Ankara Car Bomb Heralds Turkey’s Widening Terror War
ISTANBUL — A white BMW exploding in a ball of fire and killing at least 37 people in the heart of Ankara has sent Turkey deeper into a vortex of blood, violence, crisis—and there may be worse to come.
The explosive-filled vehicle ploughed into a passenger bus in the Kizilay district of Ankara at 6:34 p.m. local time (12:34 p.m. ET) on Sunday, at a moment when the area, a transport hub with a metro station close by, was crowded with many high school students heading home or on their way to see friends after the first stage of a countywide university entrance test.
Health Minister Mehmet Muezzinoglu initially said 34 people were killed and 125 injured in the third major suicide attack in Ankara in five months. Media and officials blamed militant Kurds for Sunday’s carnage. The death toll was update to 37 on Monday morning.
Surveillance camera footage from the scene showed burning cars and burning debris raining down on people fleeing the area. The Hurriyet daily reported one or two suicide bombers in the BMW might have targeted a police post near the Guven Park in Kizilay, close to the Prime Ministry and the Justice Ministry, but failed to reach that point because it was protected by heavy barriers. On Monday, some Turkish press reports suggested a woman who had been on trial for PKK membership was one of those in the car.
No group claimed responsibility for the attack, but the way it was carried out was very similar to an attack on Feb. 17 that killed 28 people when another suicide car bomber rammed a military convoy close to the scene of Sunday’s attack. Hurriyet reported that the bomb and the triggering mechanism used on Sunday were similar to those used in February.
That attack was claimed by a group calling itself the Freedom Falcons (TAK), an organization close to the outlawed Kurdistan Workers’ Party (PKK) that has been fighting Ankara for more than three decades. Just hours before the blast at Kizilay, Turkish authorities in the Kurdish region of southeastern Turkey announced a new military offensive against PKK units in two districts. Media reports said up to 20,000 police officers and soldiers were to take part in the offensive in Nusaybin and Yuksekova.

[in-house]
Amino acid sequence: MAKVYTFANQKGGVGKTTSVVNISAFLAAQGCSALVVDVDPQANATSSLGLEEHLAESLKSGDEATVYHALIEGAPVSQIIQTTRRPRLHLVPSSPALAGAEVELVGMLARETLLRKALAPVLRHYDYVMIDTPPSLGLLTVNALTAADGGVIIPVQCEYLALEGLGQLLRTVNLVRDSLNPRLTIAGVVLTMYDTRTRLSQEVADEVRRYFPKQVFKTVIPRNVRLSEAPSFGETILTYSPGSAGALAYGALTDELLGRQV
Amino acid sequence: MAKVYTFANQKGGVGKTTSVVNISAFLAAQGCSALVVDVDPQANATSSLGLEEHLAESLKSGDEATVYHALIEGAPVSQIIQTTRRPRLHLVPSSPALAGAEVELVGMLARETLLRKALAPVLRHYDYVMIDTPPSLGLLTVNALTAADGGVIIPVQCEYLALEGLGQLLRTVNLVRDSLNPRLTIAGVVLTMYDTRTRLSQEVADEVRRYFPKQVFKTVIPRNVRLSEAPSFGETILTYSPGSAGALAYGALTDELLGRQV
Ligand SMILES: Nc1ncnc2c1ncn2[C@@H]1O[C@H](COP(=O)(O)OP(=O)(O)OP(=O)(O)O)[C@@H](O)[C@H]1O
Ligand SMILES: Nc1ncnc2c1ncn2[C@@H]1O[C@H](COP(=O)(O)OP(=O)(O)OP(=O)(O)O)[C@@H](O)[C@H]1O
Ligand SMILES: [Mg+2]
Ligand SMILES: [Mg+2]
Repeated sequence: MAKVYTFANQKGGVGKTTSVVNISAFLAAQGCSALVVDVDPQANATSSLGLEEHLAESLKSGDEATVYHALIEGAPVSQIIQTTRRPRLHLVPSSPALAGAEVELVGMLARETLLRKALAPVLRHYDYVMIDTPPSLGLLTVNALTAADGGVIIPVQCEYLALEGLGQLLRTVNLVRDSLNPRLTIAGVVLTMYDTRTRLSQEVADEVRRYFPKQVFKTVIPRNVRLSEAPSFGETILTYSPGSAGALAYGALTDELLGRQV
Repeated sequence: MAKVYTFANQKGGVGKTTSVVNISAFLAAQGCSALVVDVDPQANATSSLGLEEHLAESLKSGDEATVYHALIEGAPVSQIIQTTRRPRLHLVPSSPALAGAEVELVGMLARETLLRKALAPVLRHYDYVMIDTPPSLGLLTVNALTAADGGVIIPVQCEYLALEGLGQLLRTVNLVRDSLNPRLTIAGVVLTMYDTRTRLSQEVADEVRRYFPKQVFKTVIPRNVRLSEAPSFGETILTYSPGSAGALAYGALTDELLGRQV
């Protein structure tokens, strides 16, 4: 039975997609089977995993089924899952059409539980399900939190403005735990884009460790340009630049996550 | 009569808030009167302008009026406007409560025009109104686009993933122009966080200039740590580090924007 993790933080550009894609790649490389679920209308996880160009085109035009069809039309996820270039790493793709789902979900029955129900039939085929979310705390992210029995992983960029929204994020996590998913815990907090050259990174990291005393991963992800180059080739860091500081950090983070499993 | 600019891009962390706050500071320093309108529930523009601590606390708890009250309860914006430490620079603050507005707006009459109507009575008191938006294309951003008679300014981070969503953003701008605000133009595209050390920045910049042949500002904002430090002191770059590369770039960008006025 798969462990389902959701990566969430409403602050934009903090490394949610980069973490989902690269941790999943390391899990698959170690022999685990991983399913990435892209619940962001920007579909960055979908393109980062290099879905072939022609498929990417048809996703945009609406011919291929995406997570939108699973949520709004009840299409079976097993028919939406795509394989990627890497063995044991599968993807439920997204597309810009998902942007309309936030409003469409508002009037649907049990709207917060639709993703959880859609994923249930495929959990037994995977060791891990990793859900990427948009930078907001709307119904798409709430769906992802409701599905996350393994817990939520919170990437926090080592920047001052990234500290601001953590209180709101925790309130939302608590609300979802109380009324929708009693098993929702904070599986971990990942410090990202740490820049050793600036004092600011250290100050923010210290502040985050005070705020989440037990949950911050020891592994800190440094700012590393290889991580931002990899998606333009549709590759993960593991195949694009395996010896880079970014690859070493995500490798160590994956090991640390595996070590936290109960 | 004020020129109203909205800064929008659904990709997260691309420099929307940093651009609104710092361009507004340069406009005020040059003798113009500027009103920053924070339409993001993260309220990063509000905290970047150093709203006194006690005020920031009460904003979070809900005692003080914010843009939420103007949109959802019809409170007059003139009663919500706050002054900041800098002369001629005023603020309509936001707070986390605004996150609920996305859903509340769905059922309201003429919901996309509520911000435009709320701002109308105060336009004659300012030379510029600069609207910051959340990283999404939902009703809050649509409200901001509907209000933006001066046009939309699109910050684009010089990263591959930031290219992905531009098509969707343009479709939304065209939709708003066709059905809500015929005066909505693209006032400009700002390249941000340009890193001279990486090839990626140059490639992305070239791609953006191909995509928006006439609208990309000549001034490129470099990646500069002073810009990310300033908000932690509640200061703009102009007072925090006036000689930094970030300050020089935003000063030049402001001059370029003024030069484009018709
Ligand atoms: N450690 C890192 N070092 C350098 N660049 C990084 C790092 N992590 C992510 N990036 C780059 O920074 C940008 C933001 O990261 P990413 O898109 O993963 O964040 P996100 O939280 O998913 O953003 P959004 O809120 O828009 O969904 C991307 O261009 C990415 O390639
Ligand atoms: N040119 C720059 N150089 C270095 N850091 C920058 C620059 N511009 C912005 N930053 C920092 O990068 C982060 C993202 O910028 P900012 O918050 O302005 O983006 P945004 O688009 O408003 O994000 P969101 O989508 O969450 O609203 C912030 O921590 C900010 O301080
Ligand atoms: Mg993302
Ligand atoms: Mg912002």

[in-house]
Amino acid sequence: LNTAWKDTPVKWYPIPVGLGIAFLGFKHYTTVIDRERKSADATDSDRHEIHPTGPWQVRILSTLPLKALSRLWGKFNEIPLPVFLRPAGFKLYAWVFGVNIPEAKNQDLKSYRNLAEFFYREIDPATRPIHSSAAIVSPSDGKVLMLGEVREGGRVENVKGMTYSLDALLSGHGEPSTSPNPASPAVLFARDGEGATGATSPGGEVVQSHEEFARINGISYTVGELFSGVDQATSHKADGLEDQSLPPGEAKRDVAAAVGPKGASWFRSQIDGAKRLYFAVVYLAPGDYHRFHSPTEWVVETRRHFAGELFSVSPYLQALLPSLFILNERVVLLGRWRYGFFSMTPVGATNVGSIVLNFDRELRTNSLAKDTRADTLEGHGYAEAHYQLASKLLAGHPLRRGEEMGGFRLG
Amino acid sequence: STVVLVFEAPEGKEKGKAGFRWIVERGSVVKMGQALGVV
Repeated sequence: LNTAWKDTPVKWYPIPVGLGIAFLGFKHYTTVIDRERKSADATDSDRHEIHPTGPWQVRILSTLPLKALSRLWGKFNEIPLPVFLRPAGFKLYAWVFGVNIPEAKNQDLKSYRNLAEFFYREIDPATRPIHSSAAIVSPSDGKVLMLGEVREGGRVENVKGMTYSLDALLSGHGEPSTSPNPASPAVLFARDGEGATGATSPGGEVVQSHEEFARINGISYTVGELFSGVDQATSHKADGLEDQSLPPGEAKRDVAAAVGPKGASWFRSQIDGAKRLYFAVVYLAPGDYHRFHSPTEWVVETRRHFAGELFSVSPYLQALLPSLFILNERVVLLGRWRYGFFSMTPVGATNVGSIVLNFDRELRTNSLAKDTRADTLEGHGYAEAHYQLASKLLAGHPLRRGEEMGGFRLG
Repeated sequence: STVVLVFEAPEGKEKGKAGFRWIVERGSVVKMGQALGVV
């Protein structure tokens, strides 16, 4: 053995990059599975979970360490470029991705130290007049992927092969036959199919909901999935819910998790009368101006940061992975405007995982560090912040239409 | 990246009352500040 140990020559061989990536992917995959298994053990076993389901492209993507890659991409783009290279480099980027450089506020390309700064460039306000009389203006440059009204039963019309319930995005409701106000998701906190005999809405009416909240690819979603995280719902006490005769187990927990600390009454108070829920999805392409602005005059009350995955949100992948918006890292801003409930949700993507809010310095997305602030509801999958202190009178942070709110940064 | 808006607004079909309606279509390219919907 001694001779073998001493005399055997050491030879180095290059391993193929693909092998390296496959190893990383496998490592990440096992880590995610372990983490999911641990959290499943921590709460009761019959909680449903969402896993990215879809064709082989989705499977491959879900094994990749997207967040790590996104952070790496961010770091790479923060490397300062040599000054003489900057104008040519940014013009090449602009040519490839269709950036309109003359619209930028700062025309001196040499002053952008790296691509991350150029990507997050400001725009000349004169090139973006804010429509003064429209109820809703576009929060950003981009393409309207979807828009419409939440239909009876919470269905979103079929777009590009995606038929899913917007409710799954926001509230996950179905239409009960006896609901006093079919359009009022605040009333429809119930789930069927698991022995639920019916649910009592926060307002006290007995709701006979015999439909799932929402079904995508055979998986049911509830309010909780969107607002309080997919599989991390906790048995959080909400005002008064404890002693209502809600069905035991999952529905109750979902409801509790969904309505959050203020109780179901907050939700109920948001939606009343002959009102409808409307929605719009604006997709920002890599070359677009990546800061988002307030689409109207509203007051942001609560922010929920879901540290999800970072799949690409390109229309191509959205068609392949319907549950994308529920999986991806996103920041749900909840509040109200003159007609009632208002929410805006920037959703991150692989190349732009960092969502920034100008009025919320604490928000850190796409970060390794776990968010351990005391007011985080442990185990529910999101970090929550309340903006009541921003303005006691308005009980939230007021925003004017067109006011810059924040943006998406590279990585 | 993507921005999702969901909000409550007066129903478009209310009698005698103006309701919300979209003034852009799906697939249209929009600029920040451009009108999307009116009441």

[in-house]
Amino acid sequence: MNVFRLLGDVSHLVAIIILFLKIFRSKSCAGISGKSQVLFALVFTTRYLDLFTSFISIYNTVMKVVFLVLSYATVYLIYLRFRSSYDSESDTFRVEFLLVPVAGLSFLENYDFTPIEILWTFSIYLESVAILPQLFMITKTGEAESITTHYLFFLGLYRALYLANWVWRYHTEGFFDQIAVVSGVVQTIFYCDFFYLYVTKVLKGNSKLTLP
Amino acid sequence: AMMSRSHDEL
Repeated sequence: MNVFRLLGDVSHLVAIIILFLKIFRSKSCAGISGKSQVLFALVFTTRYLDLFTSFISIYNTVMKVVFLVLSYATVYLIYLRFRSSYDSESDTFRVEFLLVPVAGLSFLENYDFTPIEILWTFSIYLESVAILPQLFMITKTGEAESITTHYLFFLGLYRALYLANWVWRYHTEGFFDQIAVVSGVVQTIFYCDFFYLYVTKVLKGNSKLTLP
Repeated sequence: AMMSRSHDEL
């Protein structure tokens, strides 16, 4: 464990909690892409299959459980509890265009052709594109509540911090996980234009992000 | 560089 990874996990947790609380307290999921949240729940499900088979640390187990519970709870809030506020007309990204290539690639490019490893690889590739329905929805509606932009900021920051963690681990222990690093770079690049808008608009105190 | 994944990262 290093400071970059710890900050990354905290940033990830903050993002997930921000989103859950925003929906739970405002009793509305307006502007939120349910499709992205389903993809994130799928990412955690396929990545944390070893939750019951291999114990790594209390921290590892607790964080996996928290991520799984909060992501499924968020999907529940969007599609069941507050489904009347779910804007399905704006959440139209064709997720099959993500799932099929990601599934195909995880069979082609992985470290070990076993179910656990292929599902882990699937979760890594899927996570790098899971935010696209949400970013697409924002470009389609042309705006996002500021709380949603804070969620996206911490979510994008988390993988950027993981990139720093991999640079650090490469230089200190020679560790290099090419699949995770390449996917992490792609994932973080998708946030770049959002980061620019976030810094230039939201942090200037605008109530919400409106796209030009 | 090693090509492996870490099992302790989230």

The so-called Islamic State (ISIS) has also committed deadly attacks in Turkey in recent months, killing more than 100 people in a twin suicide bombing in Ankara last October and 12 German tourists in an attack in Istanbul in January. But Sunday’s attack was almost immediately blamed on Kurdish separatists. Hurriyet reported the white BMW used in the bombing had come to Ankara from the Kurdish town of Viransehir on the border with Syria.
Prime Minister Ahmet Davutoglu said there was “concrete evidence” pointing to the perpetrators, but did not give details. President Recep Tayyip Erdogan hinted at a possible involvement of the PKK or affiliated groups by saying in a statement that “terrorist organizations and those using them as a tool” had turned on innocent civilians as they were “losing the fight against the security forces.”
That was a reference to the clashes in the Kurdish region that have been going on for months. Following a breakdown of peace talks between the Turkish state and jailed PKK leader Abdullah Ocalan last summer, the PKK launched a campaign to declare “autonomy” in Kurdish cities and towns, erecting barricades and digging trenches to keep out security forces. Ankara answered with a military campaign that has involved fierce house-to-house battles and has killed more than 1,000 rebels as well as several hundred civilians.
At the same time, Turkey has raised pressure on a Syrian-Kurdish group linked to the PKK that has carved out an autonomous region in northern Syria that it calls Rojava. Erdogan has said Turkey would not accept the creation of a Kurdish mini-state zone in Rojava, and Turkish artillery has shelled Kurdish positions in Syria repeatedly.
The Peoples’ Democratic Party (HDP), Turkey’s legal Kurdish party, was the first to condemn Sunday’s attack, but signs are that political divisions will become even sharper. Erdogan promised a tough response and said Turkey would bring “terror to its knees.” The president and the government are asking parliament to lift the immunity of HDP leaders Selahattin Demirtas and Figen Yuksekdag in order to put them on trial for supporting the PKK.
Abdulkadir Selvi, a prominent pro-government journalist, said on television that Turkey would have to “become used to living with terror for a while.” But critics say Turkey’s leaders are unable to protect ordinary citizens. “This inept government that fails to secure the well-being of the people must resign immediately,” columnist Yavuz Baydar wrote in the Ozgur Dusunce newspaper.
The U.S. embassy in Ankara warned of an impending attack only two days before the suicide bombers struck on Sunday, but Turkish security agencies were unable to prevent the carnage. Emre Uslu, a journalist critical of the government, wrote in an analysis for the Yeniyon news portal that the attacks in Ankara were the PKK’s answer to Turkey’s pressure on the Kurds in Syria (who have been working with the U.S. in the war on ISIS). “In attacking Ankara, the PKK is saying: ‘We can’t prevent you from shelling Rojava with artillery, but we can turn Ankara into a ball of fire.’”
In the hours following Sunday’s attack, a court in Ankara ordered a blanket ban on social media in Turkey to prevent people from sharing pictures and footage of the blast scene, but the ban appeared to have been lifted by Monday morning.